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Recovering From Mistakes

By Trevor Blake, author of "Three Simple Steps: A Map to Success in Business and Life" As human beings, we are bound to make mistakes. They are embarrassing, to say the least, and your first instinct, especially within leader positions, might be to cover your tracks. One of the clear signs of emotional maturity however is the ability to admit to a mistake and take responsibility. I have a lot of respect for people who admit their errors, apologize, and move on. Such a level of maturity is far beyond those who blame everybody but themselves. Everyone makes mistakes. Beating yourself up over something that didn't turn out well is not going to solve anything. Take the approach rather that you did the best you could with the information you had at the time. With this line of thinking, you can focus on your next steps rather than waste time in regretting the previous ones. The right answer for a situation is often obvious when looking back - but that certainty only comes with the knowledge that is available after the fact. Although I recognize my mistakes, I don't dwell on them. Mistakes are a sign that you are progressing. If you aren't making mistakes, then you are probably not moving forward. The key is to never repeat the same mistake. You have to recognize your error, make a mental note, and change the system to prevent a repeat occurrence. The ability to adapt, particularly within a small business, is crucial to success. Every day things are constantly changing. You can't possibly predict what will happen from one day to the next -- but regardless, when you're building a business you have to be constantly moving forward. There is simply no time to ponder how a different decision would have played out. Good or bad, a choice was made and there is nothing you can do after the fact but move forward -- hopefully with more open eyes. The difference between a good company and a mediocre company is that a good one recognizes mistakes and makes a genuine effort to fix them. A good company ensures that there are systems and people in place to prevent any repetition of error. You're not helping yourself by hiding the mistakes you make, because they are great opportunities to learn and improve. Taking responsibility for them not only earns you a level of respect, but it ultimately strengthens your business. It's not about the mistake you made. It's how you recover from it.   Trevor Blake, author of "Three Simple Steps: A Map to Success in Business and Life", was founder and CEO of QOL Medial LLC, a specialty pharmaceutical company he started in 2002 with a few thousand dollars and sold in 2010 for over 100 million. In 2006 he founded ANU, a unique not-for-profit dedicated to developing low side-effect cancer drugs.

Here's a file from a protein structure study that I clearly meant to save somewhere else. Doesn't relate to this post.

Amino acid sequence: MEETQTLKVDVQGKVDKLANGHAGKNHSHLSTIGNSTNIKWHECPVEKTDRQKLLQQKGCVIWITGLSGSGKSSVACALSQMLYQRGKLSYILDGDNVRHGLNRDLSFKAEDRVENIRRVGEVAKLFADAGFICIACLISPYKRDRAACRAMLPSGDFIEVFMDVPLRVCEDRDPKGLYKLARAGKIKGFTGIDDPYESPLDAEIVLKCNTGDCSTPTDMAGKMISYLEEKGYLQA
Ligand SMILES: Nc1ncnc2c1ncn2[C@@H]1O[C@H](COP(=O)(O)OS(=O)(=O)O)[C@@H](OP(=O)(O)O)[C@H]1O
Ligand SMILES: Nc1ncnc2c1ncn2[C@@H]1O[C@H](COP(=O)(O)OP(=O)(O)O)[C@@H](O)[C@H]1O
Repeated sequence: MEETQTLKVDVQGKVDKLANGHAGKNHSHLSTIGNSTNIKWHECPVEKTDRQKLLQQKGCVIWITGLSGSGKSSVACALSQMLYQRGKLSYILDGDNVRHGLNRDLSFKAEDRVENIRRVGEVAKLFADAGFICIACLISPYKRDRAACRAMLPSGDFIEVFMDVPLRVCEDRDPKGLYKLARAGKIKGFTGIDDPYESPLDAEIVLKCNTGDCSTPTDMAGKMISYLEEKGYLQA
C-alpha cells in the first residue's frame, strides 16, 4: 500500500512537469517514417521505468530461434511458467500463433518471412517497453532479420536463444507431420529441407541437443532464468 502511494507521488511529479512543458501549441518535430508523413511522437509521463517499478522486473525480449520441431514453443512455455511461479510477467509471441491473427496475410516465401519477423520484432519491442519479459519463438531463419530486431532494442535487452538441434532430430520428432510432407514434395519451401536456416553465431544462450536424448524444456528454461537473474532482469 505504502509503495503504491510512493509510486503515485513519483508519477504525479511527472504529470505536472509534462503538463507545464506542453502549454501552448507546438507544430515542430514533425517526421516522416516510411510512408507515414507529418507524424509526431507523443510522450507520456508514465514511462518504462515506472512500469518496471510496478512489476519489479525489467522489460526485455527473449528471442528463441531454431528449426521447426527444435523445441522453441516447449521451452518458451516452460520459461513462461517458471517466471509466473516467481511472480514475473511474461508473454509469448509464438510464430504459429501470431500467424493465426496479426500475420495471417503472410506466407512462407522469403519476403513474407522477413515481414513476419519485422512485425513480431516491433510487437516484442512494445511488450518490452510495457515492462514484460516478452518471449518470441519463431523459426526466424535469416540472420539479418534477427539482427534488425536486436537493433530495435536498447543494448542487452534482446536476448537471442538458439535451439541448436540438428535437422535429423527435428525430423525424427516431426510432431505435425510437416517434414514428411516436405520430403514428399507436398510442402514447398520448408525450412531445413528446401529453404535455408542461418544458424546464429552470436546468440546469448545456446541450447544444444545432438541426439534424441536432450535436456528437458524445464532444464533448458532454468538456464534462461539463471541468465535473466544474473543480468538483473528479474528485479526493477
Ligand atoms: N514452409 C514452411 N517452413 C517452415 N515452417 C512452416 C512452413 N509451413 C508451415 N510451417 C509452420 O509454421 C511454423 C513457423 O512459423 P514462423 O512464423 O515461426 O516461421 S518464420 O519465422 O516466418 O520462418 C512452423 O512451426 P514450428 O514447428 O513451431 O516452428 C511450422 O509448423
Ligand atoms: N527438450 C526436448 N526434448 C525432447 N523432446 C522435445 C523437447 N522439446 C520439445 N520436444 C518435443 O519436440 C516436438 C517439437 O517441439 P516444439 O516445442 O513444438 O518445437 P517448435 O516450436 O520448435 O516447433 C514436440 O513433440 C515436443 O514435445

This is an article contributed to Young Upstarts and published or republished here with permission. All rights of this work belong to the authors named in the article above.

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